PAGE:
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small tree or large shrub for corner of house

Posted by fnboyd z8 AL (My Page) on
Wed, Sep 26, 07 at 8:53

Hello, I usually hang out in the Cottage Garden forum but I thought I would get some very good advise on design for the front of my house from this forum.

We added an addition on our ranch house this year and I am now trying to landscape around the new part. The existing has Indian Hawthorne and Soft Touch Holly and some ornamental grasses mixed in. Since the house is long with the addition I wanted to add some virtical height to corners but I dont want the plantings to get so big they over power the house.

It is a single story house that faces west. One corner is in shade and the other gets sun with some filtered shade.

I was thinking of a small crape myrtle tree (Acoma white) or large shrub like a doublefile viburnum.

What would you suggest?


Follow-Up Postings:

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RE: small tree or large shrub for corner of house

How about amelanchier, a/k/a serviceberry, shadblow, juneberry, etc.?

It's a North American native, grows to about 20' in height. Delicate white flowers in early spring, before the leaves appear, attractive to early pollinators. Summer berries that are edible but very attractive to many songbirds if you're willing to share. Wonderful fall color ranging from yellow through orange to red. Some are more a tree form, but usually I've seen that multi-stemmed, shrubby look. It's an understory tree, so works well in filtered sunlight, but will also tolerate full sun. Though it is usually found growing in moist sites in the wild, it is listed as having "medium" water needs.


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RE: small tree or large shrub for corner of house

Nice tree but it doesn't fit my zone. It is hardy to zone 7 and I am in zone 8.


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RE: small tree or large shrub for corner of house

As you can see by the link, Amelanchier arborea is naturally found throughout Alabama.

Here is a link that might be useful: Amelanchier arborea distribution map


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RE: small tree or large shrub for corner of house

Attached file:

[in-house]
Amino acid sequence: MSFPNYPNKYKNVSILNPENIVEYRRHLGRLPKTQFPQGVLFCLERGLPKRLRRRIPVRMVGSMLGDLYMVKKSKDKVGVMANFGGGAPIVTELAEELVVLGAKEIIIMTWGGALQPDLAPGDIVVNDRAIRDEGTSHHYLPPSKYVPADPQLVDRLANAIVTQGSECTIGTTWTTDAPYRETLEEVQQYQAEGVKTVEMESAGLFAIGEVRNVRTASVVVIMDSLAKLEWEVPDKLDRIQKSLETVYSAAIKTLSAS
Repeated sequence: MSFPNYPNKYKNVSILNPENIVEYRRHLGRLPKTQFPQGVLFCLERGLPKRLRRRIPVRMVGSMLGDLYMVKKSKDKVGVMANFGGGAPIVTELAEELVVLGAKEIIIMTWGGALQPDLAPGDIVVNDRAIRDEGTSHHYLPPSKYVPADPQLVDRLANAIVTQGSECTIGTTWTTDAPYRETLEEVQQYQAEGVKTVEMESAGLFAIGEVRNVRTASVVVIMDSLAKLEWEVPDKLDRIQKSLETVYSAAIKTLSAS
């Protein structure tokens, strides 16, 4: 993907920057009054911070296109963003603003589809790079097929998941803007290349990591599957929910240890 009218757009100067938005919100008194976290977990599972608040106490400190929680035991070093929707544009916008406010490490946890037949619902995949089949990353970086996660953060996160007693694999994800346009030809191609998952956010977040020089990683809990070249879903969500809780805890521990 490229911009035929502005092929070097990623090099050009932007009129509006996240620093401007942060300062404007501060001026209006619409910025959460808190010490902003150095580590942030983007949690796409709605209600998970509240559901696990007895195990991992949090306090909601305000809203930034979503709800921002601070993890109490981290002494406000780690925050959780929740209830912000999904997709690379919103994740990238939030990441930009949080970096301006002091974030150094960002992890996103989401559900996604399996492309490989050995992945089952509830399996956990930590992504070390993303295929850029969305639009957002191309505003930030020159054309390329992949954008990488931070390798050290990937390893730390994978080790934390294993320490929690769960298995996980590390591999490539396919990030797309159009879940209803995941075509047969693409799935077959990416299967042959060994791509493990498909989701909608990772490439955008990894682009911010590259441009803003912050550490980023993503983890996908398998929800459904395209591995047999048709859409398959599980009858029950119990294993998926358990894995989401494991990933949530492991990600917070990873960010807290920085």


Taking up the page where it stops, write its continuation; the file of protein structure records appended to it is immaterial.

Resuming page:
Thanks eshga,
I looked on a site that sold them and they gave it the wrong zone I guess. I will put this one on my list when I go to the nursery.

Any other suggestions?


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RE: small tree or large shrub for corner of house

Are you at the stage of trying to learn the growing conditions for different shrubs, or trying to figure out what "form" (shape, height) would look best at the corner? Because, for instance, crape myrtles, which are available in all sizes now so you can pick one that won't dwarf your home, are great for your zone but would not be for a corner described as "shade", but would be okay with say, 6-8 hrs of sun and then filtered shade.

If you post a photo, the design principles of "foundation" planting for your house would stand out more--things like shape, height, a "mass" effect or more lacy, how far from corner to plant, whether tall is good or bad, balancing door, windows or garage, etc.

The shrub and tree forums would also have suggestions just for types of shrubs that fit various growing conditions. And you could be asking yourself, do you want evergreen foliage (such as a large camellia, tall holly), flowers, fall color, what?


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RE: small tree or large shrub for corner of house

  • Posted by maro z8 WA (My Page) on
    Wed, Sep 26, 07 at 12:25

If it's hardy to zone 7, shouldn't zone 8 be more than safe?


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RE: small tree or large shrub for corner of house

It said it was for zone 2 - 7. It was referring to being able to handle the heat in Alabama not freezing weather.

I have since seen it listed for this area. Sometimes the nursuries get the zones wrong.


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RE: small tree or large shrub for corner of house

Depends on what you want. I happen to LOVE Amelanchier, but it is no way as showy with the flower display of the crepe/crape? myrtle. On the other hand, Amelanchier looks great in the fall and has cool berries that attract birds, so maybe a little more "3 season" interest. In my experience, the best thing to do when trying to decide about plant selection is to think about the plant and how it will perform all year around, so take into account not only it's showy features but its winter silhouette, form, maintenance, etc.

I love both Amelanchier and Crape Myrtle. The myrtle has a long, showy bloom season but is ho hum the rest of the time. Amelanchier is nice most of the time, nothing spectacular at any particular time, but nice overall. To me the virbirnum are a total bore in the winter and when not in bloom or berry, but nice when in bloom and again in fall with foliage and berries. So it depends on how this plant will fit in with whatever else is going on in your garden.


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